Two months later, during a secret visit with Deng, US National Security Advisor Brent Scowcroft carried a message explaining that President George H. W. Bush would do everything he could to maintain the relationship. Isolating China was never a serious issue among the pragmatic leaders of the western world.
The government crackdown was framed as preserving stability. Sanctions were short-lived. Already by the beginning of 1990, foreign direct investment started pouring into China, regarded as a safe destination for foreign money. Deng’s words that “development is a hard truth” and that the People’s Republic more than anything needed stability did not fall on deaf ears. When Sweden’s former Prime Minister Göran Persson visited China in 1996, he bluntly compared authoritarian China and newly democratic Russia in a speech before hundreds of businessmen: “To me, it is enormously striking what political stability means for economic growth when you look at the Chinese case.”
The significance of the massacre in Beijing is enormous, but how and why remain poorly understood to this day. For China, Deng’s decision to use tanks against civilians sent a signal that still pulsates throughout society: Never oppose the party-state.
The crackdown made it easier, after Deng had secured final victory against party orthodoxy in 1992, to enforce massive industry layoffs. Market reform compelled people to redirect their energies and forget 1989. Citizens were also expected to overlook fraud, kickbacks, nepotism and other corruption practices of political leaders lining their pockets and those of family members, with help from banks throughout the West.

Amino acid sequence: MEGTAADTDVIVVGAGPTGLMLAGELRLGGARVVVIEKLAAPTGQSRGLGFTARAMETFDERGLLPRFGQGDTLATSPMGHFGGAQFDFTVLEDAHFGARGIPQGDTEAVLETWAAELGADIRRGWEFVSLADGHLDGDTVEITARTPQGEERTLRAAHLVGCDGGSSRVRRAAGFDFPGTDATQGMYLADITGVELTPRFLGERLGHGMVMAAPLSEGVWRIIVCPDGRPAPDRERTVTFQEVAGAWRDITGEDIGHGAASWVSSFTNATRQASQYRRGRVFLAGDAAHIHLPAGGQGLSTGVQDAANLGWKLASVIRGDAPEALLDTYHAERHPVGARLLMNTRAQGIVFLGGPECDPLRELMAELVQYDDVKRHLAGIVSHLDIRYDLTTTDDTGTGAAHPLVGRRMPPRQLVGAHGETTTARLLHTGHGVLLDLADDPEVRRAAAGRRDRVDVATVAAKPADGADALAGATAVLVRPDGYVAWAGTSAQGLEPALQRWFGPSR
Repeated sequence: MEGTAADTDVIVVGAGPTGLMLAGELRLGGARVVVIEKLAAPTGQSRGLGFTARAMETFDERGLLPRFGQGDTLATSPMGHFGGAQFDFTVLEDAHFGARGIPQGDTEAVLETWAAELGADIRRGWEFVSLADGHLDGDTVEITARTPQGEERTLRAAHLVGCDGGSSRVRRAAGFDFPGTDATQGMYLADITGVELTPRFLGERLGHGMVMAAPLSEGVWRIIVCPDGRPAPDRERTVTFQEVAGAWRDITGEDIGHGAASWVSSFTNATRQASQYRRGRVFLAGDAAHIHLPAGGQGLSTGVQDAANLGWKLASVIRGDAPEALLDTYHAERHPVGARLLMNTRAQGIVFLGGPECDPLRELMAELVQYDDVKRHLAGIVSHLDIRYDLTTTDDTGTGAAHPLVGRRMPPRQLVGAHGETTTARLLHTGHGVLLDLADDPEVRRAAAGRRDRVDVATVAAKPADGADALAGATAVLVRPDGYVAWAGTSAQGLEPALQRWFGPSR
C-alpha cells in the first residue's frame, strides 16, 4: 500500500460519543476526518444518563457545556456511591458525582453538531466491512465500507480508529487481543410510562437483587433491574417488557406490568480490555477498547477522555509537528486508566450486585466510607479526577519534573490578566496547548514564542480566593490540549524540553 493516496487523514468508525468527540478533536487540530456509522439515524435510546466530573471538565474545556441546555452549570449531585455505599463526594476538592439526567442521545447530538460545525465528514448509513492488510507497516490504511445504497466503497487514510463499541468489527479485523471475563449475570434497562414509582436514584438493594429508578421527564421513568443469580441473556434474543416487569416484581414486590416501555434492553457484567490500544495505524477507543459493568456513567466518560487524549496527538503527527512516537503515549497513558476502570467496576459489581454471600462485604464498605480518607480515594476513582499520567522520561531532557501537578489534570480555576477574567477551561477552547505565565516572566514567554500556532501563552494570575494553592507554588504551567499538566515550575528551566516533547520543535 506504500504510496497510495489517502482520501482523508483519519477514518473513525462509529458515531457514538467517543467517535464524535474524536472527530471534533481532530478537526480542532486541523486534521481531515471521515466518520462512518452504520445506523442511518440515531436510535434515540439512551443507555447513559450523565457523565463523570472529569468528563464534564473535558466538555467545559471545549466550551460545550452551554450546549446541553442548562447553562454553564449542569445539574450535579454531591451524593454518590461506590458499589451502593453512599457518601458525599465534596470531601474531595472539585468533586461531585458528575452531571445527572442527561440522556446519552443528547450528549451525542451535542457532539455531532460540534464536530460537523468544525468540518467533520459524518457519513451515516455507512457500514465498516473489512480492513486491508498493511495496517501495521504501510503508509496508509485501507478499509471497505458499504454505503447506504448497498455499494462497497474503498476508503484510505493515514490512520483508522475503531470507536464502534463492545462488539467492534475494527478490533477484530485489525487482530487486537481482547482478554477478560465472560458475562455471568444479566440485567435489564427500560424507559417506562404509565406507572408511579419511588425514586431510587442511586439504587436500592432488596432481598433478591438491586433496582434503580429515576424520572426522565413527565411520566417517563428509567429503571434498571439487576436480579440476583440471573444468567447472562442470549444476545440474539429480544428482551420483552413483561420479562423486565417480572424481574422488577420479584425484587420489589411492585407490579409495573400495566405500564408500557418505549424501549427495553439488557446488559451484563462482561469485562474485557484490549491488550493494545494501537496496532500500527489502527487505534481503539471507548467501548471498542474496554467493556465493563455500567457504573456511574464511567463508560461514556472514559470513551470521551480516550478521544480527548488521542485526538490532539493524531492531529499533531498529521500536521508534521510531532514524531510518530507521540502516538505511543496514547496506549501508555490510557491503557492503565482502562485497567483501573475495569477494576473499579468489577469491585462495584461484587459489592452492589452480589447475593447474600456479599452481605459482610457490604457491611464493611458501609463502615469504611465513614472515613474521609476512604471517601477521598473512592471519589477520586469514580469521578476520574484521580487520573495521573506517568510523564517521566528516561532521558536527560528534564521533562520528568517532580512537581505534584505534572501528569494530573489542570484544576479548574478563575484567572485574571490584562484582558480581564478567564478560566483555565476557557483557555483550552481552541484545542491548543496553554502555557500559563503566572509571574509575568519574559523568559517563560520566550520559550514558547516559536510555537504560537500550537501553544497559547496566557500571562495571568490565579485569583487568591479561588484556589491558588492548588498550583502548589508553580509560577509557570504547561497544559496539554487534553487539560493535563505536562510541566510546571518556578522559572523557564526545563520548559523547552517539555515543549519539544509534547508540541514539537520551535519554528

As a result, China has become an unequal country that many say is lacking in both solidarity and morals. Economic growth has also made non-democratic China more nationalistic and self-assured, whereas the rise of authoritarianism worldwide leaves liberal democracies insecure as their basic values are eroded.
Global complicity in supporting authoritarian capitalism in China and elsewhere has led to China’s modern dominance of global politics. Conventional wisdom holds western responses to the attacks of 9/11 responsible, as two long wars sapped the US budgets and energy for warfare, but these only partially explain the trend.
The tiptoeing of western leaders during visits to Beijing illustrates who calls the shots in modern global politics. UK Prime Minister David Cameron led a delegation of businessmen to China in December 2013. His tweets from December 2 to 4 illustrate the priorities of vis-à-vis China: Of 27 tweets, only one concerned human rights; the others were business related. Concluding his trip, Cameron tweeted: “The end of a successful trip. £6billion of deals and a step up in the relationship between the UK and China.”
While lip-service is paid to human rights, the world’s soon-to-be largest economy continues to pursue Deng’s mix of dictatorial politics and free-market economics. The hope that the winds of liberal democracy might sweep the world after the fall of the Berlin Wall has been dashed.
Nonetheless, western policymakers enthusiastically promote national business interests in China, still hoping that democracy will naturally follow from China's embrace of capitalism. At a time when the wind has changed, the world must revisit the failed promises of 1989 and pose new questions. Pu Zhiqiang has argued that “a certain lazy comfort” attends the collective amnesia about the massacre. Complacency and fear are shoving universal human rights into deep freeze as quaint, but impractical endeavours of the past. However, the party-state's enforced amnesia about the country's recent past won't work forever. Rising China is up against the very nature of memory. Suppressed memories want to return, and they will—in subtle and sublime ways.
Johan Lagerkvist is senior research fellow at the Swedish Institute of International Affairs and associate professor at Stockholm University. His new book Tiananmen Redux will be published in English later this year. Rights: Copyright © 2014 The Whitney and Betty MacMillan Center for International and Area Studies at Yale. YaleGlobal Online